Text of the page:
Hollywood's Brotastic Face of Tech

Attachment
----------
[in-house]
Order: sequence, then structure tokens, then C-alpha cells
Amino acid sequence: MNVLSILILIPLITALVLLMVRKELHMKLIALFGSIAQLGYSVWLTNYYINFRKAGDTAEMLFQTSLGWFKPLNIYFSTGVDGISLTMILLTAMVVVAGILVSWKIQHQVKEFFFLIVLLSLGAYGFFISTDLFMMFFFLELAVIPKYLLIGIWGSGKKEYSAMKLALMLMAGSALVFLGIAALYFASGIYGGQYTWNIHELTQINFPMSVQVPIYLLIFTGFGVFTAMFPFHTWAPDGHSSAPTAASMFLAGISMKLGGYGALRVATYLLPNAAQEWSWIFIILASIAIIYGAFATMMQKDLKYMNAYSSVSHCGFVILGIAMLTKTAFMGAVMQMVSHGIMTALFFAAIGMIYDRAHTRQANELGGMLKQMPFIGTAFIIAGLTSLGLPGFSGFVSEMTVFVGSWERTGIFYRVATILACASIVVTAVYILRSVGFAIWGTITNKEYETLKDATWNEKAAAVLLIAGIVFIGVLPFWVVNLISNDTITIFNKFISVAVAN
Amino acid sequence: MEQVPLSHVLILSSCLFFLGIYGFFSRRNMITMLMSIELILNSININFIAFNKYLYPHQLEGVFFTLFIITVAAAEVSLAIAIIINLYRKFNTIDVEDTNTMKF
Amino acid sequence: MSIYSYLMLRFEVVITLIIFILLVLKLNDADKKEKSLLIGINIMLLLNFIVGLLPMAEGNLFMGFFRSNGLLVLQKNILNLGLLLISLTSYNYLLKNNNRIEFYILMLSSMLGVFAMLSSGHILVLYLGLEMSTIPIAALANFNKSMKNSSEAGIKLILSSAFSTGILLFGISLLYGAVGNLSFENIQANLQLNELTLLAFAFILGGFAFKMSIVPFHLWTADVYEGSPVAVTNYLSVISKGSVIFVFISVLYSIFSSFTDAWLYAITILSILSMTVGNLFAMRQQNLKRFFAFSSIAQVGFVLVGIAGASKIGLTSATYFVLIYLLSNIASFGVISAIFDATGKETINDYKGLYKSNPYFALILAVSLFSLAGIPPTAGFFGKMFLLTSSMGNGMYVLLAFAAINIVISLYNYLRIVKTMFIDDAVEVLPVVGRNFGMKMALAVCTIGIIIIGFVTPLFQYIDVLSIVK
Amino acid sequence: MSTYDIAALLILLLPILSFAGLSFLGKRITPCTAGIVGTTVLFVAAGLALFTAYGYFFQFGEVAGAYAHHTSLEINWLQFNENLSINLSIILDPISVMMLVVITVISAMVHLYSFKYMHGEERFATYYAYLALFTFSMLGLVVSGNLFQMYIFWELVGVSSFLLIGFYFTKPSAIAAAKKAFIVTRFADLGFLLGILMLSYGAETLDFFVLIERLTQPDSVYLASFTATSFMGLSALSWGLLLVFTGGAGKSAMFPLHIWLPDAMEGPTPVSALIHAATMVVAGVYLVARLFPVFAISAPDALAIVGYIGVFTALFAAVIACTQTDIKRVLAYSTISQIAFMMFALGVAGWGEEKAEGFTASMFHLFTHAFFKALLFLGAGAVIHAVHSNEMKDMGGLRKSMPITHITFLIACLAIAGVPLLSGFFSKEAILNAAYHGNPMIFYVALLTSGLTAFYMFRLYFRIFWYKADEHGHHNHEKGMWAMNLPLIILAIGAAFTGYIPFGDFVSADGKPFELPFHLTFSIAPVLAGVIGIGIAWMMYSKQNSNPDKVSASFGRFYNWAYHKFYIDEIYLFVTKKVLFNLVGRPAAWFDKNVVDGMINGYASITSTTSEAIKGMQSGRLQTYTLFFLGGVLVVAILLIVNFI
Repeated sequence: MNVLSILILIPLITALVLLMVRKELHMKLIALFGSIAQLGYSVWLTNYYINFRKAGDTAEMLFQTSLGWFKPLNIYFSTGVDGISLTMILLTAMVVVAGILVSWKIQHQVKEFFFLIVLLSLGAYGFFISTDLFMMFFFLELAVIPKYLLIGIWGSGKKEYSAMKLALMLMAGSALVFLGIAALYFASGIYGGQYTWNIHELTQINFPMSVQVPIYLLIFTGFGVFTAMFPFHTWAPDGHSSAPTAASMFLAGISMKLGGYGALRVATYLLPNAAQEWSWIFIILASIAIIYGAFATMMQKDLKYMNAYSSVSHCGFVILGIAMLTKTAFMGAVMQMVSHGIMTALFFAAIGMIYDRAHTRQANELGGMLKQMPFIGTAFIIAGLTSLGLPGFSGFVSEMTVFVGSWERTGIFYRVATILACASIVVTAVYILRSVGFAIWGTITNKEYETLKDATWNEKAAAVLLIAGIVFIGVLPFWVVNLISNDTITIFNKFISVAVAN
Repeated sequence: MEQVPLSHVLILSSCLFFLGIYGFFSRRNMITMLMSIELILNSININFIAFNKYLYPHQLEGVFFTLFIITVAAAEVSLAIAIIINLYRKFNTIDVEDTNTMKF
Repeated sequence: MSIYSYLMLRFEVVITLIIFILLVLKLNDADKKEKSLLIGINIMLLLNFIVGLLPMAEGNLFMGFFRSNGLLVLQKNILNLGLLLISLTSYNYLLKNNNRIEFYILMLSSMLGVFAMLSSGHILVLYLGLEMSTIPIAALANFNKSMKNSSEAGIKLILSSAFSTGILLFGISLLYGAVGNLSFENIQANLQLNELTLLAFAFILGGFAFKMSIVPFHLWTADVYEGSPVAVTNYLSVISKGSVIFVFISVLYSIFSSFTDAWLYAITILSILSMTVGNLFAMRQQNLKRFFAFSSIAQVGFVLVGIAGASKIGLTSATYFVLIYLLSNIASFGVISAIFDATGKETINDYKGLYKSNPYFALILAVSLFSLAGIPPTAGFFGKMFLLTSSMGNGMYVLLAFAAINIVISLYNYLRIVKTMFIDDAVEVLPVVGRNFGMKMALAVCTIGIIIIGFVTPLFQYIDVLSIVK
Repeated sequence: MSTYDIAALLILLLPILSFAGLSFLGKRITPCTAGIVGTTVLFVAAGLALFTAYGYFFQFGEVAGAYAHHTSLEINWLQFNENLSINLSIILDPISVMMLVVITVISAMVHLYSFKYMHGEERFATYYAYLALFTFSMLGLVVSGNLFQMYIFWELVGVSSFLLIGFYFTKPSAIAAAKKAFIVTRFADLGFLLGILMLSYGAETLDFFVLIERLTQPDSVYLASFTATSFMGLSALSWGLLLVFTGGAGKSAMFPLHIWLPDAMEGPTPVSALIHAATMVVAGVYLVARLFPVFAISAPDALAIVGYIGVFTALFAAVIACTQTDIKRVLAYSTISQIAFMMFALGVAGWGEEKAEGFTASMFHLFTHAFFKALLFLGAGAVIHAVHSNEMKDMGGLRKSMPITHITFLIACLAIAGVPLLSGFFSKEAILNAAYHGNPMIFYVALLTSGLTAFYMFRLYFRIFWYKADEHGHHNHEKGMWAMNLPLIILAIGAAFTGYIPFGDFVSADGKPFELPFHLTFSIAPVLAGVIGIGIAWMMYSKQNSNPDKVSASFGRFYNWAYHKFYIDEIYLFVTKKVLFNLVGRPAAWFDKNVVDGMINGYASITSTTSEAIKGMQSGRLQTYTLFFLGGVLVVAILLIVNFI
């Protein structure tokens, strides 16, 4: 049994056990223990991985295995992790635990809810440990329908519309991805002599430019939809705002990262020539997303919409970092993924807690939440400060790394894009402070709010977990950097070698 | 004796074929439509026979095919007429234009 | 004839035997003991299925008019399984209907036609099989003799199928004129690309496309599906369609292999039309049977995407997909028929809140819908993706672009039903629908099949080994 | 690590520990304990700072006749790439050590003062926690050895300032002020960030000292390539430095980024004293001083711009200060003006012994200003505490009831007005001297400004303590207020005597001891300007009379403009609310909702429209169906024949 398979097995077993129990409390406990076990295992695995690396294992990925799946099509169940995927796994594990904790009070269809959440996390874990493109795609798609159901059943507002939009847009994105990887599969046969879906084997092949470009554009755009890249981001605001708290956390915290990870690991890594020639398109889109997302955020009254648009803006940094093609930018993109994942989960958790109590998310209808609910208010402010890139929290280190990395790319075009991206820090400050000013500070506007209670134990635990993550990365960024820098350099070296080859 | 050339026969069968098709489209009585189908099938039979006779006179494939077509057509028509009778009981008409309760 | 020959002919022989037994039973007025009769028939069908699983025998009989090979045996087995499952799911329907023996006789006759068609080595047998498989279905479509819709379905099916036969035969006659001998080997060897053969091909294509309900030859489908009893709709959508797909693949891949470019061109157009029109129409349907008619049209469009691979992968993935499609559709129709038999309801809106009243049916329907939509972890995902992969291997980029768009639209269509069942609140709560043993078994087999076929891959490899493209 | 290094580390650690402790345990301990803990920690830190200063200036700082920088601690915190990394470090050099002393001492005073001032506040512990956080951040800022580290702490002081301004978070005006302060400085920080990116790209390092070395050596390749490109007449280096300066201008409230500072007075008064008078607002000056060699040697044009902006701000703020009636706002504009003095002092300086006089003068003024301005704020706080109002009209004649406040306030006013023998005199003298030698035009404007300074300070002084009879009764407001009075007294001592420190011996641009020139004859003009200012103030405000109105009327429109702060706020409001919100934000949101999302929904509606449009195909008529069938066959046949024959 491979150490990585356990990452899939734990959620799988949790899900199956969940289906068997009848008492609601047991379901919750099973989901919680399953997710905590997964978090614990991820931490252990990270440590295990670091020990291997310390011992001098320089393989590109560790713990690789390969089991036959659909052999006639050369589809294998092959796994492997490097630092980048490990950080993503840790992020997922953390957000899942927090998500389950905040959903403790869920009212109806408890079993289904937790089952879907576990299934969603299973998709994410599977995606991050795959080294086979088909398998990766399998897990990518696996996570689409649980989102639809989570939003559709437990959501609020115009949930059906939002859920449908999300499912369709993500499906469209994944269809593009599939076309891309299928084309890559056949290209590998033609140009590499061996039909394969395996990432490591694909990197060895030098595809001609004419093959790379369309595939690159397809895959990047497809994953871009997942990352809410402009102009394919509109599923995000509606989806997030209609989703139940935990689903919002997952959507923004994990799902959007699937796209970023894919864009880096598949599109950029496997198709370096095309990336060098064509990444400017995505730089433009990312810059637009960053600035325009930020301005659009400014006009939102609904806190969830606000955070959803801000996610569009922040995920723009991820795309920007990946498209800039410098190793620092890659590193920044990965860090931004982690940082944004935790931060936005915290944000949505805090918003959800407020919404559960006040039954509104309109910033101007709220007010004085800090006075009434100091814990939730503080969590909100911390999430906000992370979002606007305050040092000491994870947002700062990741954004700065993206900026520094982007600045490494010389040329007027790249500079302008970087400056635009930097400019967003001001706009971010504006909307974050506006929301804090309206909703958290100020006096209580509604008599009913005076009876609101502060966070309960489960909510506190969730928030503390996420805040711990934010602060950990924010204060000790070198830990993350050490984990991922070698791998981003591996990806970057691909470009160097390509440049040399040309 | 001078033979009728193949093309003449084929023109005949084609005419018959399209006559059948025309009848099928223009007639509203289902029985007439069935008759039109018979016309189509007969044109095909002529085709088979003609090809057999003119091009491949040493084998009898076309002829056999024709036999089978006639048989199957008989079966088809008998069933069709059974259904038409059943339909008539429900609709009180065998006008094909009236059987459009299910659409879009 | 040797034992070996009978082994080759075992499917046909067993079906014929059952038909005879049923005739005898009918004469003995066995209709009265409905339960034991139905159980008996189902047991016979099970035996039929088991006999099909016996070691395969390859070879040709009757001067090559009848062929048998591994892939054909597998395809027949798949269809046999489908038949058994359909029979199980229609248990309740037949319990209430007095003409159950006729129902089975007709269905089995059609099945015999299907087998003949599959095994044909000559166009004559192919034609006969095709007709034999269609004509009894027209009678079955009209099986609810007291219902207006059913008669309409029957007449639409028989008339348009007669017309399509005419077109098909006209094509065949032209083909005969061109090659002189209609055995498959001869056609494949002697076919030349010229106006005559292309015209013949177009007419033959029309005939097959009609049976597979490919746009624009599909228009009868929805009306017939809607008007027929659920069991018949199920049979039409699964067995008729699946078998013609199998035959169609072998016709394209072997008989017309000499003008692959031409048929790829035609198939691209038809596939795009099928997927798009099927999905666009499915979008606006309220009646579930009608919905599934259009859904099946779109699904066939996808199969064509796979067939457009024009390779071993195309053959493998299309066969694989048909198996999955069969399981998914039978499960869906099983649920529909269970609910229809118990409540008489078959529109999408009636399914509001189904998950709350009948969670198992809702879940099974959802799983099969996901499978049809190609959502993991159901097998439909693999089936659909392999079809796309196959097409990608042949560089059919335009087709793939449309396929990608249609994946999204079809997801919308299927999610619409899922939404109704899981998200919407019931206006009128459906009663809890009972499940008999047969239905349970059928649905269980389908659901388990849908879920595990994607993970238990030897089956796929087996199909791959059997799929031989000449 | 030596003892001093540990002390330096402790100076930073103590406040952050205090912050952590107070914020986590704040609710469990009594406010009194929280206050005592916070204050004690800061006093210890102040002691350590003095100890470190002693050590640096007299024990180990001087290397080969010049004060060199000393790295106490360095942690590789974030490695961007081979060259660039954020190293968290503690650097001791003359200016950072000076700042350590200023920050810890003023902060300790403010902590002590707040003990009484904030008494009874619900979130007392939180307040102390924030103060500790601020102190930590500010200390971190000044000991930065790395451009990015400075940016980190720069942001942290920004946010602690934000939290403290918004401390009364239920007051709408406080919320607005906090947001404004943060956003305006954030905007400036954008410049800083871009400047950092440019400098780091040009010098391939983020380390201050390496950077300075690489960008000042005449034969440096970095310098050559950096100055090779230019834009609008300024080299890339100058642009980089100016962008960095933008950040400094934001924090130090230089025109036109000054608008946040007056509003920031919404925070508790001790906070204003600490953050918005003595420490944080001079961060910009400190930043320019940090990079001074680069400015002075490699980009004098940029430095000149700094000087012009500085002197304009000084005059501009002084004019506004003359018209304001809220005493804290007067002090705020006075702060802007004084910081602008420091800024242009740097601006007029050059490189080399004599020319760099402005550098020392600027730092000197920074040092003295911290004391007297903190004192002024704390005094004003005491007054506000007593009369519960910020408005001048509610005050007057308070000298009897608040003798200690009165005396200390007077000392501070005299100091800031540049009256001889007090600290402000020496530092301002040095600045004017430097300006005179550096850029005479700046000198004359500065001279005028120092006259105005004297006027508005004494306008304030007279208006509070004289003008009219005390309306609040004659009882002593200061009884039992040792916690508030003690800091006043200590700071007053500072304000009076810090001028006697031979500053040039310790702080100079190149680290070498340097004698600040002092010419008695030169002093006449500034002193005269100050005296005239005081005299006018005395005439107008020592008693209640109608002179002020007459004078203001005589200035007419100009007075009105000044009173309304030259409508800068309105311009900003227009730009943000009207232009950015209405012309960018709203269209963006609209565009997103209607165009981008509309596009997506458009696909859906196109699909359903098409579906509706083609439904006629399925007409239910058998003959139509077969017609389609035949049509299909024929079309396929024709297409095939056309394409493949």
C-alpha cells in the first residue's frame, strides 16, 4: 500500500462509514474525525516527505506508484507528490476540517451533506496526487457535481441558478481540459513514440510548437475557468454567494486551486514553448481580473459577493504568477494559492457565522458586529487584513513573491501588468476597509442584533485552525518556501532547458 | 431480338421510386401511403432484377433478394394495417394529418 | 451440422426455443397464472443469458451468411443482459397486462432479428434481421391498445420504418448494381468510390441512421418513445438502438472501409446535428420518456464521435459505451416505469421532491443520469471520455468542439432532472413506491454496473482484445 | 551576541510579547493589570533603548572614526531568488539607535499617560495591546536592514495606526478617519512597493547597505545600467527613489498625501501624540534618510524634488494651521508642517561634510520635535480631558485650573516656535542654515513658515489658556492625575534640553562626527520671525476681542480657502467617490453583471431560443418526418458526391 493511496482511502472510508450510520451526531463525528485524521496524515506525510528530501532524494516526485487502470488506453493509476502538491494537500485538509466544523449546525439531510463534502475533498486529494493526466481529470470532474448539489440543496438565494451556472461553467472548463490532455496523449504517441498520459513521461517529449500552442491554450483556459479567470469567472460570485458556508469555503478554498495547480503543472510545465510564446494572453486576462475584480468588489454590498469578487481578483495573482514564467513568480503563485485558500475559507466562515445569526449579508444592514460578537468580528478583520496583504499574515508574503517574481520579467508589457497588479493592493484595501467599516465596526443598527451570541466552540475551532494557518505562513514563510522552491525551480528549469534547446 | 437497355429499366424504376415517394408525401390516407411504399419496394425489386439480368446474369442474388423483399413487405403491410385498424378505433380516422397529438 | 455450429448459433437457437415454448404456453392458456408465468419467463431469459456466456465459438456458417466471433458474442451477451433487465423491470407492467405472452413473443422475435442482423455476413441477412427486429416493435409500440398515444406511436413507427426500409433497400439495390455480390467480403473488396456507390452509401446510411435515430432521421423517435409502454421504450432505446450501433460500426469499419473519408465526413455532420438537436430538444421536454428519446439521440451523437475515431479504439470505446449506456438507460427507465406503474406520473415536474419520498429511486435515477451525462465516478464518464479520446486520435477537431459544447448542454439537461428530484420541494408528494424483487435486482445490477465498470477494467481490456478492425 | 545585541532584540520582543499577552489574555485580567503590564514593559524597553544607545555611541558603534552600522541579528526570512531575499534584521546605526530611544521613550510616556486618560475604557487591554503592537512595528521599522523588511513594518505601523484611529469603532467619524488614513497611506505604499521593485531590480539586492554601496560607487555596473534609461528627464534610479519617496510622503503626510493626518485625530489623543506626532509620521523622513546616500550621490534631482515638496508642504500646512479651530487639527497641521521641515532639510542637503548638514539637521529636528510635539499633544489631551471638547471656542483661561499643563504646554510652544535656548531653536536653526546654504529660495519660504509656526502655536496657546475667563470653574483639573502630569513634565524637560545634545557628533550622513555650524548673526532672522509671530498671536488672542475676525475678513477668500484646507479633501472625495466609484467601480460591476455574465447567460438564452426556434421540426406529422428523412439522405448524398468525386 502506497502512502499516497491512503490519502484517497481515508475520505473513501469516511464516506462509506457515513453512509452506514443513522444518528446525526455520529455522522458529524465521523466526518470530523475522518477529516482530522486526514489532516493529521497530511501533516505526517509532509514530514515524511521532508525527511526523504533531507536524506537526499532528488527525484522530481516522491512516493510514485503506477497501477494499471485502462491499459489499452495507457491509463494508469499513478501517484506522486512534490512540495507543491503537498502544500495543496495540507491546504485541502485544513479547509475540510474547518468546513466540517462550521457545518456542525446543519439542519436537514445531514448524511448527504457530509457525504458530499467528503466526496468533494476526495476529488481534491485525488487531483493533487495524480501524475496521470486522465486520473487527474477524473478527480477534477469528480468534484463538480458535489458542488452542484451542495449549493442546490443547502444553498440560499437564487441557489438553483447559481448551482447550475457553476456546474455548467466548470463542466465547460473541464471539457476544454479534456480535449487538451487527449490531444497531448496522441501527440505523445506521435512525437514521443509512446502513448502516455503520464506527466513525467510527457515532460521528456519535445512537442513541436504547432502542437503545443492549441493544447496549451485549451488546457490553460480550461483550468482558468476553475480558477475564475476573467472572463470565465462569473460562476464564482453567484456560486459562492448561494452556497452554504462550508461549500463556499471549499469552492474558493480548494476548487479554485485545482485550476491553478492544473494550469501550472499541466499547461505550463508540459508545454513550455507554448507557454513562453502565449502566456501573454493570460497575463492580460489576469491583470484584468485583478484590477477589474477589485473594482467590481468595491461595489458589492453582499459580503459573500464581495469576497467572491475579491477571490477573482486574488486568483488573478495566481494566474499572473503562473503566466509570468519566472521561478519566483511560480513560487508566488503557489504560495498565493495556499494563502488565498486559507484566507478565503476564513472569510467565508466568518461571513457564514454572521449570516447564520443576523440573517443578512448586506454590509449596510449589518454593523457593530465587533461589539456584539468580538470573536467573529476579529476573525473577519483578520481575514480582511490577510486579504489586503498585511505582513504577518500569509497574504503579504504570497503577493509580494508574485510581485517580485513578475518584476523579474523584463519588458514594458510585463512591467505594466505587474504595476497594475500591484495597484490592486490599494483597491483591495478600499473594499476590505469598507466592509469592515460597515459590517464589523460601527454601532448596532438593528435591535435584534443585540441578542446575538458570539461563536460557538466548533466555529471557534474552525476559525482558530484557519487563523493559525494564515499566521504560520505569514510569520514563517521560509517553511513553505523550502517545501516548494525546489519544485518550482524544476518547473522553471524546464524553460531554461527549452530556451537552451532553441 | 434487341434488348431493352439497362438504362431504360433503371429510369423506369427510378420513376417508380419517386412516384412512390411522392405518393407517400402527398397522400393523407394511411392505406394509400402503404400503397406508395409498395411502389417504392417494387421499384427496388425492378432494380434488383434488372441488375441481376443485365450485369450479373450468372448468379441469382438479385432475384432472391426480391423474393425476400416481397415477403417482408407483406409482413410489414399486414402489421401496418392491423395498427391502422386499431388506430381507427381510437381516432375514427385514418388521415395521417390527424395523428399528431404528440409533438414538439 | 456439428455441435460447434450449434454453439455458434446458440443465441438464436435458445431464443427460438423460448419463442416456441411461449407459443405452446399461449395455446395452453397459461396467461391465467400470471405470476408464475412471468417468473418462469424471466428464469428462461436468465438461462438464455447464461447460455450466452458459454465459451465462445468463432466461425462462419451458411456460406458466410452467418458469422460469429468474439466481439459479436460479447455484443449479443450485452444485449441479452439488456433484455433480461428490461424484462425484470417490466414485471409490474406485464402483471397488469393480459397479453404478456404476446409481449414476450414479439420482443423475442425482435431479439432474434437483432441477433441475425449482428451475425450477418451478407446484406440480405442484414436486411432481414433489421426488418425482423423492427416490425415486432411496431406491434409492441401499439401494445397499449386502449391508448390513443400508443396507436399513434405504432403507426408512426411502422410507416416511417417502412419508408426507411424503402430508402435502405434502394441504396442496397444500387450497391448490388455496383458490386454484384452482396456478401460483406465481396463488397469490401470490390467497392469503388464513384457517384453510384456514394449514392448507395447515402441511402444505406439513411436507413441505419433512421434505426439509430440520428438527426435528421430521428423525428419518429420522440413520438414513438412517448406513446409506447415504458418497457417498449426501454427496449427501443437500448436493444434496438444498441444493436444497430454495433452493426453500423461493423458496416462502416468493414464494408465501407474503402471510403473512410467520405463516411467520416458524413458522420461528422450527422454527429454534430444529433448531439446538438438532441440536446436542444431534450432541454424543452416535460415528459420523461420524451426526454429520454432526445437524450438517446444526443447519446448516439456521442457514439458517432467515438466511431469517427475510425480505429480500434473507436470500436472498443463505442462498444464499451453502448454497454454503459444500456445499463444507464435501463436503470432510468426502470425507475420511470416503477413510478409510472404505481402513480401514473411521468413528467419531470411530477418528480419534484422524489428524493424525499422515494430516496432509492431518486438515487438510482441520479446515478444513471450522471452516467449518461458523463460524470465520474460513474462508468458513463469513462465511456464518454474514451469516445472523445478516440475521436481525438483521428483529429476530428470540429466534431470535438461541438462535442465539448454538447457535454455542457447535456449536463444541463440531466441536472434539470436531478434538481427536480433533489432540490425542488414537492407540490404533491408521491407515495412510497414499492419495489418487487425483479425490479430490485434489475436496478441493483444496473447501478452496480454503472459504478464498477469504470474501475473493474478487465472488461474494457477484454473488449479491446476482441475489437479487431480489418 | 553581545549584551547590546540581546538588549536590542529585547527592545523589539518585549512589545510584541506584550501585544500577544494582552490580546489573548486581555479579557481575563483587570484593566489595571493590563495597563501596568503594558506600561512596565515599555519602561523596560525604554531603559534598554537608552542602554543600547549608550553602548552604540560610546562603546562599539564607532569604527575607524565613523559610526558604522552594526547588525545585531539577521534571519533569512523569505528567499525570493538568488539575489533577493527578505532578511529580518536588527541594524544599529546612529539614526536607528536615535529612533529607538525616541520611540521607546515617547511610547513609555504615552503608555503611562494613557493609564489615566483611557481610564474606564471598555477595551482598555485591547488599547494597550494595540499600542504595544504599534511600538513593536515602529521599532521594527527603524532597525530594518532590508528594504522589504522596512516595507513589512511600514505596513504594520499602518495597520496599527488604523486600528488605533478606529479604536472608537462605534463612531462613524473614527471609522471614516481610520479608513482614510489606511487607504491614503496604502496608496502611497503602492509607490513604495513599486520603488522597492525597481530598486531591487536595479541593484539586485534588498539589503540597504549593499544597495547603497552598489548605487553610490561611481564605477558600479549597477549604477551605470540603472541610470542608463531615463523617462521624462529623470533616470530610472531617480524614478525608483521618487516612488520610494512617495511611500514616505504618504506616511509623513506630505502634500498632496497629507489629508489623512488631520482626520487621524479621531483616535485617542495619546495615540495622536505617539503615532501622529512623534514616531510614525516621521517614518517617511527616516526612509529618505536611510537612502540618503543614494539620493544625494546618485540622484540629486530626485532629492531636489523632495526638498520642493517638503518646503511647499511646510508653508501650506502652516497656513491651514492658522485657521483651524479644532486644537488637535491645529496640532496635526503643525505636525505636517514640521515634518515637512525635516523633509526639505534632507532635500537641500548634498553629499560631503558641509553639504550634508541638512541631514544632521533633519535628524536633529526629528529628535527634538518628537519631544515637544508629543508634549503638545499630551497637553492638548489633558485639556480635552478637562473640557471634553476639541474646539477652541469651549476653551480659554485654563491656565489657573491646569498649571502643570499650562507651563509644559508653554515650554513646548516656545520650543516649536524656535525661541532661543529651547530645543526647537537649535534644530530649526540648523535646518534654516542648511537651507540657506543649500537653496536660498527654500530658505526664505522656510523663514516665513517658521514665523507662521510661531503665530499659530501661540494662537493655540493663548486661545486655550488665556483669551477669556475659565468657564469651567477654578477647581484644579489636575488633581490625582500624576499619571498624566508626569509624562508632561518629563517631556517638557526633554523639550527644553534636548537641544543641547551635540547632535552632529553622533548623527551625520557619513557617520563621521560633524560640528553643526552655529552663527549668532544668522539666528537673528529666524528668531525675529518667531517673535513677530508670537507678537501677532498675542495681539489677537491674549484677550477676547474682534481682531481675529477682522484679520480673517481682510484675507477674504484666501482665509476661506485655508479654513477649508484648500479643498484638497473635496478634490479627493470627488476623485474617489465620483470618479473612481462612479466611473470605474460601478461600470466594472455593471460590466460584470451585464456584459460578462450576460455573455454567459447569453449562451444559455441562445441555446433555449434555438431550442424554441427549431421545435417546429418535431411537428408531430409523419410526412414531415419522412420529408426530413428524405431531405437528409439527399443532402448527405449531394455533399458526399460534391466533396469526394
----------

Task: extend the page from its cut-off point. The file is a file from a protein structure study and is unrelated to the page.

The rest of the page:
When I saw the trailer for Mike Judge's new Silicon Valley sitcom, aptly named "Silicon Valley," I first thought, "Oh hey, it's T.J. Miller, Zach Woods and Martin Starr. Those are funny guys who consistently make me laugh!" And then I went and rained on my own giggle parade by following that joyous thought up with, "Oh hey, it's another TV show/movie about the tech industry exclusively featuring dudes. Great." To be fair, there was one woman in the "Silicon Valley" trailer. She plays a stripper. And I get it: the tech industry (and the film industry) is persistently male-lopsided to the extent that the term "brogrammer" (as in, a bro who programs) actually exists. In the United States, women comprised only 18 percent of computer science degree recipients and 25 percent of the computing workforce. The boards of the biggest tech companies like Facebook and Twitter are woefully devoid of women, and start-up culture and venture capital circles aren't exactly gender-equal, either. All that said, women aren't absent from the tech scene. There's Sheryl Sandberg (Facebook), Marissa Mayer (Yahoo), Julie Larson-Green (Microsoft Xbox), Angela Ahrendts (Apple) and the hoards of young women coding their way into a brighter tech future for women. And it's high time to retire the hackneyed Hollywood portrayal of the computer geeks who are inheriting the earth as solely men with occasion sexy lady sidekicks whose tech know-how probably doesn't extend beyond Candy Crush. At this point, it's so predictable, unfunny and frankly untrue.